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I was reading a session in the book Introducing Phonetics and Phonology (by Davenport and Hannahs, 4th ed.) about the articulatory variation in pronouncing the phoneme [w] when it follows voiceless obstruents (p37). I quote the relevant part to my question as follows,

Following voiceless obstruents [w] devoices, and as with [j], this may result in friction being audible, especially after voiceless stops; 't[w̥]it' (devoicing) or t[ʍ]it' (voiceless labial-velar fricative).

My question is, what is the difference between the [w̥] (devoicing) and the [ʍ] (voiceless labial-velar fricative)? Is the difference like that between the 'w' as in 'wet' and the 'wh' as in 'wHite (aspirated h)'?

Thank you so much to whoever is kind enough to pitch in.

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Whether there is a meaningful difference between a devoiced approximant and a voiceless fricative is an unsettled question in phonetics. No language is found to make a phonemic contrast between such categories, and phoneticians are divided over whether to admit such things as voiceless approximants.

For those who do, a voiceless approximant is simply a voiceless sound with the same supraglottal articulatory configurations as the homorganic voiced approximant. So, to them, the difference between a voiceless fricative and approximant lies in whether turbulent noise would be produced if the vocal cords were vibrating but everything above the glottis were the same. For those who don't, devoicing an approximant automatically makes it a fricative even without any change above the glottis (Ohala & Solé 2010: 43).

It looks like Davenport & Hannahs are taking the position that any friction necessitates classifying the sound as a fricative, which is odd given I'm sure the devoiced glides in twit, pewter, etc. are almost always accompanied by at least some audible friction. I'd never heard of such a position even though I've read quite a few authors on the matter (see this question).

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The usage difference between [w̥] and [ʍ] is primarily in the phonological status of the segment. Given a choice between representing a phoneme with a bare symbol versus with a symbol plus diacritic, the bare symbol is preferred. If the language in question phonemically contrasts [w̥] and [ʍ] then you have to use both. If there is just one always-voiceless phoneme, which contrasts with [w], it is preferred to use [ʍ]. If there is a single phoneme that has both voiced and voiceless allophones, it is preferred to write [w̥] for the voiceless allophone. In English "twit", devoicing is an allophonic variant of the phoneme /w/, therefore preferred usage is to write [w̥]. This is reinforced by consideration of the full set of facts of devoicing, where there is also devoicing or /r, l, j, m, n/ (e.g. "clay, snore, p[j̥]ewter" – there is no bare symbol for voiceless nasals or r so the diacritic is mandatory).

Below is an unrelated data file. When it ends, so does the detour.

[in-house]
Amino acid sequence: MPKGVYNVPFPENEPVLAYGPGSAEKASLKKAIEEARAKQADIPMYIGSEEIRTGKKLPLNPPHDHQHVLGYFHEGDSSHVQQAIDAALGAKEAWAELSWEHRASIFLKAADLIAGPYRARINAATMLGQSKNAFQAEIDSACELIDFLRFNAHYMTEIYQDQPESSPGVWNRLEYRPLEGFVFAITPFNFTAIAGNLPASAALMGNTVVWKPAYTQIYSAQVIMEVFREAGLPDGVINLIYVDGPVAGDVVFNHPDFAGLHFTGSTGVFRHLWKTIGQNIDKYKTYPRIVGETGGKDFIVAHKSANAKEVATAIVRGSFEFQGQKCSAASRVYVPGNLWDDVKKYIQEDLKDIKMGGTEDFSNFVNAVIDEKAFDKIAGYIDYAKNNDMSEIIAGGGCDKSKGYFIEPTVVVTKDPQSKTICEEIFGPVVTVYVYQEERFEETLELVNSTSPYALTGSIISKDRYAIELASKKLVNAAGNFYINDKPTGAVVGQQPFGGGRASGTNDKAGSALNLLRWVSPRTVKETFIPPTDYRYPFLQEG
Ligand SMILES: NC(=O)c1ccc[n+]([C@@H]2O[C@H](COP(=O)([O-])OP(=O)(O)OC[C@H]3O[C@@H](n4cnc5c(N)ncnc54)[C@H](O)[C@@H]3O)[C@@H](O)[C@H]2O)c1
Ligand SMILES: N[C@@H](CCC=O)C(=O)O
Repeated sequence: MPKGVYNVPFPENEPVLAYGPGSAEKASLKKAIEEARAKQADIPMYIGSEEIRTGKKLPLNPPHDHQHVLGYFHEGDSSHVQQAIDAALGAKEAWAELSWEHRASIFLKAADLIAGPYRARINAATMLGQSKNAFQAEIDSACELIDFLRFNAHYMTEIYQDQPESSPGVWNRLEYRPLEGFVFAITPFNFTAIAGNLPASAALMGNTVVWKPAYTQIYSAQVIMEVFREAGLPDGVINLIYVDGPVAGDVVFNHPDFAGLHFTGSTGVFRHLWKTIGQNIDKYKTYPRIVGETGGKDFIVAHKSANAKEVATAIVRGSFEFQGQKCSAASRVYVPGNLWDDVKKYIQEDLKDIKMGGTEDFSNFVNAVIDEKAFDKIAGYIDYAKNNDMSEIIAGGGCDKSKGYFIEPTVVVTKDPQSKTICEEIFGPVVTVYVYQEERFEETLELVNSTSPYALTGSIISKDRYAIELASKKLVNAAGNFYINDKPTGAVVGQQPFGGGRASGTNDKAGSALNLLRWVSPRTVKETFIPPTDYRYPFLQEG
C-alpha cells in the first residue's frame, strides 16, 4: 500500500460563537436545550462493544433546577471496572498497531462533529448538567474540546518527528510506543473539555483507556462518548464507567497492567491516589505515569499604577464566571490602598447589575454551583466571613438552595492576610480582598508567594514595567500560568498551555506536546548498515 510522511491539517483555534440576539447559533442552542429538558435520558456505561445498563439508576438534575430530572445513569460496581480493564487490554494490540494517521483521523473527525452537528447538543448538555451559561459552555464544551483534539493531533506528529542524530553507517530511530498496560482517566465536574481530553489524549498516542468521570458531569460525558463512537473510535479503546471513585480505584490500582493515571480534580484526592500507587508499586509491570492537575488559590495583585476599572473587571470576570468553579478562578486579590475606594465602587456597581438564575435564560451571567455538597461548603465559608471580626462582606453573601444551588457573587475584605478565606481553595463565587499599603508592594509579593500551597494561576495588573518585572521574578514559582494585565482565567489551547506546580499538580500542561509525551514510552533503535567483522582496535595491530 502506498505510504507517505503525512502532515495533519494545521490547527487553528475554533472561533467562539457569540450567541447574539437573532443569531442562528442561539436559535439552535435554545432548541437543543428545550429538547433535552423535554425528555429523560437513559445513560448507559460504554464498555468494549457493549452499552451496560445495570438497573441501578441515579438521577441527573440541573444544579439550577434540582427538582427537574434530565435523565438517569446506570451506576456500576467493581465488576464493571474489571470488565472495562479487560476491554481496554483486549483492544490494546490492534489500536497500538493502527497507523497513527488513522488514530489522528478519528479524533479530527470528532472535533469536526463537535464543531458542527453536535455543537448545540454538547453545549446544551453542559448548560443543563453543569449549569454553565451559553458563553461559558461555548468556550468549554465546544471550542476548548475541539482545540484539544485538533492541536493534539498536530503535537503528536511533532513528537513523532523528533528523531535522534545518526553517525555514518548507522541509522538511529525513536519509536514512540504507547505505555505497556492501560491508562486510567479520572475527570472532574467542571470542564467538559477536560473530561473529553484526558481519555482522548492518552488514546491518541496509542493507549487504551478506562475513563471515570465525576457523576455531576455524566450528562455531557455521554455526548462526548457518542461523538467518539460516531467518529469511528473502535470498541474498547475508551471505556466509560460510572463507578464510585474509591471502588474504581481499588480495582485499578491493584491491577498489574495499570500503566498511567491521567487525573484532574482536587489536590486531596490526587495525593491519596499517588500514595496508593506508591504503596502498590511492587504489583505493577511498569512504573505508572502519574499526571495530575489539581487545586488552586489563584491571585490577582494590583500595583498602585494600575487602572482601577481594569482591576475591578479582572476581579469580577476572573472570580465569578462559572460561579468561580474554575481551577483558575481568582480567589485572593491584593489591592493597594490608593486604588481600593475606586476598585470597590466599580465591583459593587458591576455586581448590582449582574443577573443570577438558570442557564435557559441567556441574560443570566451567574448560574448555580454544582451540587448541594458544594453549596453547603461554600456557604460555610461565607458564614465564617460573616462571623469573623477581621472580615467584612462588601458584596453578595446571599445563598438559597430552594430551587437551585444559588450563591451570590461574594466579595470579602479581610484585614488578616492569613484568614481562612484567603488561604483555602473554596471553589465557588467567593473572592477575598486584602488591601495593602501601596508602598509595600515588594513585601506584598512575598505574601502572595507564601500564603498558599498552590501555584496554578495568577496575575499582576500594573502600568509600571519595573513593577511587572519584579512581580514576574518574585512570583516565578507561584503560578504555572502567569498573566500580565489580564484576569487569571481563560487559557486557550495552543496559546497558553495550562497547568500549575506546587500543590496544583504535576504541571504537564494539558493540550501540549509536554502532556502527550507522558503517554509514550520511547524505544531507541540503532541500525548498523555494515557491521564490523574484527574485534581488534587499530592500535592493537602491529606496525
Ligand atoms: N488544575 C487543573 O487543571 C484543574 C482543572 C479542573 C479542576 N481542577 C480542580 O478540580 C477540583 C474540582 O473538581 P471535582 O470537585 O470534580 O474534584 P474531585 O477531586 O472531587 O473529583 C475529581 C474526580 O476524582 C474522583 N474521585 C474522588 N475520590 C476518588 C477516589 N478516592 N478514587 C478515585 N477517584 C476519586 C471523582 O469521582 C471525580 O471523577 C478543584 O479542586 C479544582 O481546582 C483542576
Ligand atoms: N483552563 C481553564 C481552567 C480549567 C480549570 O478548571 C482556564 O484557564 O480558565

Some dialects of English have a phoneme /ʍ/, found in which, when, whim. This would support using ʍ for the autonomous phoneme and for the contextual allophone. Since the two sounds never appear in the same context, you can't establish that the sounds are physically the same or physically different.

The usual phonetic treatment of post-voiceless "devoicing" in English words like slip, small, snake, shrimp etc is that there is gestural overlap between the spread glottis of the preceding obstruent and the sonorant phoneme, that is, even the treatment as [w̥] is linguist's over-phonologization of coarticulation – whereas in the case of "which", we have a clearly voiceless phoneme. Davenport & Hannahs are simply engaging in common over-phonologization of articulatory detail.

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  • I don't think they are "engaging in common over-phonologization". Thye say: "Following voiceless obstruents, [j], as with other sonorants, is subject to devoicing; 'p[j̊]ewter'. Particularly following voiceless stops in stressed syllables, this may lead to friction, resulting in the palatal fricative [ç] rather than a devoiced glide." [ç] is not a phoneme in most of varieties of English, and they're clearly making a phonetic distinction between a fricative and "a devoiced glide".
    – Nardog
    Jun 23 at 15:37
  • They are giving it a categorical ergo phonological treatment, as opposed to a continuous gesture-overlap treatment which is a phonetic treatment, and IMO more accurate.
    – user6726
    Jun 23 at 16:23
  • Oh, so you're saying regarding a glide following an aspirated plosive as voiceless is inherently phonological? But that wasn't the question. The question was what distinction Davenport & Hannahs are making between [j̊, w̥] and [ç, ʍ], and "friction resulting in the palatal fricative [ç] rather than a devoiced glide" is clearly a physical/phonetic distinction.
    – Nardog
    Jun 24 at 4:32

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